Although this year’s Trinity College Dublin Students’ Union (TCDSU) election period has, in some ways, been as fast paced and intense as ever, there’s no denying that something is missing without that in-person element. The question remains now as to whether, moving forward campaigns will return to their usual antics of annoying students while they meander through campus, or if maybe, after this year, we will see in-person campaigning come to an end once and for all.
From the perspective of accessibility and convenience it is clear a campaign fully online has been a major improvement for both the campaign teams and the students.
“Personally, having now experienced both an in-person campaign and an online campaign I have much preferred the latter”, says Julia Karolina Piaskowy, the campaign manager for Daniel O’Reilly.
“This years elections being held entirely online meant that not only was it was easier to organise everything, but also it was easier to get people involved and ask them to help out on behalf of the candidate, without feeling like we’re taking them away from lectures or free periods when they could be studying or doing work.”
“In ‘normal times’ we’d have candidates and campaign teams chasing students around the Hamilton and the Arts Block trying to talk to people and get them to vote for their own candidate, which I was never a fan of.
“It required the students on your team to take time out of their day at a time close to reading week when the majority of us had major deadlines looming over us”, she added. “And trying to corner people in between lectures and during their peaceful breaks always felt invasive to me.”
Personally, having now experienced both an in-person campaign and an online campaign I have much preferred the latter
Aoife Robertson, the campaign manager for the Bev Genockey team, echoes this sentiment, saying: “Previously it was very time consuming to be involved with a campaign and you could spend hours on campus talking to students and convincing them to vote in your favour. Now we can post everything online and reach more people in less time.”
“Scheduling posts in advance means that you could have the majority of the day’s work done by 10 am and the rest of the day can be spent answering students’ questions, preparing for hustings, catching up on college work etc.”
“I also think that campaigning being online has made it more accessible in many ways”, Robertson adds. “We can now reach students who are off campus, students on placement, students who commute and can’t hang around after lectures. Students who may not previously have been able to get involved with the campaign are now offered more opportunities to be a part of the campaign team or to ask questions of the candidates.”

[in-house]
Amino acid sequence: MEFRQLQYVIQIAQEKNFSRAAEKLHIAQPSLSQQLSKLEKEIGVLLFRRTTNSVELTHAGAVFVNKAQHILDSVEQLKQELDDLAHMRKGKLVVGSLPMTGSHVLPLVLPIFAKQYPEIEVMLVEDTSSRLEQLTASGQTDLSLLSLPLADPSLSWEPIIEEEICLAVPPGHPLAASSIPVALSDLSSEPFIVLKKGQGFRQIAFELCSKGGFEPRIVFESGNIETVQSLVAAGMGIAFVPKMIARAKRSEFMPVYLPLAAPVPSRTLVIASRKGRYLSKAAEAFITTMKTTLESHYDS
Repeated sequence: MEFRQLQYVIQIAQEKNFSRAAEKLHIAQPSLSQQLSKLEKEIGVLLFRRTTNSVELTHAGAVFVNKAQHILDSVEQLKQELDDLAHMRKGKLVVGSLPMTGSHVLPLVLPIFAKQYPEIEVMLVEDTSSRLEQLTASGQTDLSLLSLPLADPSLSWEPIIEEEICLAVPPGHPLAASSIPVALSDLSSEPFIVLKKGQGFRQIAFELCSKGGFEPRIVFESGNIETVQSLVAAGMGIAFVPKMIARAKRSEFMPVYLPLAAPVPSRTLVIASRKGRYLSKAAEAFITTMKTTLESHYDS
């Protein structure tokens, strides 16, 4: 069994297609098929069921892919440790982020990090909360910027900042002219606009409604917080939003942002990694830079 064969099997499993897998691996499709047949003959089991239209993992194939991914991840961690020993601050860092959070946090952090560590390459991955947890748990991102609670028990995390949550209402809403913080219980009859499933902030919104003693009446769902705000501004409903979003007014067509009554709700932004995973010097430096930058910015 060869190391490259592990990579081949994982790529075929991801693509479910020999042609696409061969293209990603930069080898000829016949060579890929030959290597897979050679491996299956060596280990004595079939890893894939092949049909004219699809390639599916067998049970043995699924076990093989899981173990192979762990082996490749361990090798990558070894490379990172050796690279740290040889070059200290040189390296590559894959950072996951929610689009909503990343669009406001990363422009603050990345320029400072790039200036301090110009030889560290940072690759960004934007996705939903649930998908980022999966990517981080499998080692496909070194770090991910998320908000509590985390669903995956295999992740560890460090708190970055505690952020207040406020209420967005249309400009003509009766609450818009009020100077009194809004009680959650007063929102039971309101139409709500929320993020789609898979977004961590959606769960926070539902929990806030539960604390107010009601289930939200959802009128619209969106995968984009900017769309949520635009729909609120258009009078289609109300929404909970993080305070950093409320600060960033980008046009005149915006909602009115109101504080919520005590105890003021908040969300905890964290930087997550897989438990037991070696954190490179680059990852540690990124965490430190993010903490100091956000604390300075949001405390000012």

Ruth Brady, campaign manager for Leah Keogh in the presidential race, is somewhat less enthusiastic about this shift to online: “I don’t know if I would call it easier. It’s a completely different beast.”
With the onus placed on social media this year and with the adjustments to campaign rules, Brady explains that it has been tricky managing such a huge online presence while making sure rules are stuck to.
“Just in terms of those regulations, I mean, social media is an absolute beast and controlling campaign errors on people’s social media profiles, controlling what and when it gets out, what is said, where it’s said.”
“Social media definitely has to be a lot more planned, especially because the rules are so much trickier”, Brady adds.
Previously it was very time consuming to be involved with a campaign and you could spend hours on campus talking to students and convincing them to vote in your favour. Now we can post everything online and reach more people in less time
Brady also points out how online campaigning means it’s harder to set off a spark in people for their candidate without that in-person canvassing: “During our virtual campaign, it’s via Zoom and it’s hard to get passion into people… People get passion off of people. If you’re talking to somebody face to face and they’re really selling the story to you, you’re going to be like, ‘yeah, I’m 100 per cent giving you my number one’.”
Rosalynd Southern, an academic who specialises in political communications at the University of Liverpool, would agree with Brady on this point. According to her, for campaigns that go on amid the pandemic, the banning of leafleting and knocking on doors is an obstacle for candidates who wish to appeal to voters at the grassroots level.